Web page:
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What Does Pain and Suffering Mean in a Personal Injury Claim?

You have probably heard of the term “pain and suffering” used in reference to a lawsuit. Unless you work in the legal profession, you may not know how it applies to a personal injury case. It is important to know what pain and suffering refer to from a legal perspective. In these situations, there are two types of pain and suffering. One refers to suffering physical pain and the other refers to suffering mental pain.

Physical Pain and Suffering

The person bringing a lawsuit is known as a plaintiff. This type of pain refers to the actual physical injuries experienced by a plaintiff. It describes all the physical pain and discomfort experienced by them. Physical pain is also used to describe the detrimental effects a plaintiff will experience in the future because of the negligence of a defendant.

Mental Pain and Suffering

A car accident lawyer knows this occurs as a result of a plaintiff being injured physically but refers more to what has occurred to the plaintiff as a result of the injuries to their body. Mental pain and suffering involves things such as shock, mental anguish, anxiety, emotional distress, humiliation, loss of enjoyment of life, unreasonable anger, fear, and more. It involves all the debilitating emotions the victim has experienced because they’ve had to deal with all the trauma and physical pain caused by their accident.

Serious Mental Pain and Suffering

This involves sleep disturbances, anger, mood swings, loss of appetite, sexual dysfunction as well as a lack of energy, and more. There is more serious mental pain and suffering that can be classified as post-traumatic stress disorder (PTSD). This is similar to physical pain and suffering as it also involves what a plaintiff will experience in the future from their accident.

Calculating Pain and Suffering

A judge in a case will not usually provide a jury with any type of detailed guidelines to determine the value of a plaintiff’s pain and suffering. A jury will not be provided with any charts to review to help determine the value of an award. In most states, a judge will only tell a jury to use their experience, good sense as well as background to determine what would be a fair and reasonable amount of compensation for a plaintiff.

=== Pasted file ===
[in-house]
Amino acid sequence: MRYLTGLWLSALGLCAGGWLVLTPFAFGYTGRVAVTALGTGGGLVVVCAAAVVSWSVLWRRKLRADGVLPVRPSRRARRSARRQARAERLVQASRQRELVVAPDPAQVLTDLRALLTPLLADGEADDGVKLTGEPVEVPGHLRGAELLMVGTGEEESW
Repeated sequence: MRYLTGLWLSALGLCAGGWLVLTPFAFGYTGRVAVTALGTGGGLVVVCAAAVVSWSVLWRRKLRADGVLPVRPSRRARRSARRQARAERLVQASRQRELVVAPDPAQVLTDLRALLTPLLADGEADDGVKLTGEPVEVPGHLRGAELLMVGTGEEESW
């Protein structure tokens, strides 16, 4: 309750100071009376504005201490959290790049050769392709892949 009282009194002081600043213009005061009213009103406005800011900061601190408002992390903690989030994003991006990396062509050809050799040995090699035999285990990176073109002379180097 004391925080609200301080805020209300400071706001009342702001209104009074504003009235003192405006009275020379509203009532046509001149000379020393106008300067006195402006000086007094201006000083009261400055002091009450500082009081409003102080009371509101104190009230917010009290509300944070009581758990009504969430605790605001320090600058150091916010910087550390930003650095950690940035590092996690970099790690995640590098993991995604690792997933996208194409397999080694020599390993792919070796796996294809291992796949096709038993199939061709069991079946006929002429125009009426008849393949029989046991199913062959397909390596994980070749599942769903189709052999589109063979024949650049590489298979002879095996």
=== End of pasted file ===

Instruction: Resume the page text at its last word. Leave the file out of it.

Some of the most common cases where compensation is awarded for pain and suffering are medical malpractice, traffic accidents, defective products, construction accidents, dog bites, and more. According to the Bureau of Justice Statistics, over 6,900 personal injury lawsuits are heard in state courts. They usually take place in 75 of the most populated counties in the United States.

Author information: Lizzie Weakley is a freelance writer from Columbus, Ohio. In her free time, she enjoys the outdoors and walks in the park with her husky, Snowball.

Bob Kraft

I am a Dallas, Texas lawyer who has had the privilege of helping thousands of clients since 1971 in the areas of Personal Injury law and Social Security Disability.

About This Blog

The title of this blog reflects my attitude toward those government agencies and insurance companies that routinely mistreat injured or disabled people. As a Dallas, Texas lawyer, I've spent more than 45 years trying to help those poor folk, and I have been frustrated daily by the actions of the people on the other side of their claims. (Sorry if I offended you...)

If you find this type of information interesting or helpful, please visit my law firm's main website at You will find many more articles and links. Thank you for your time.

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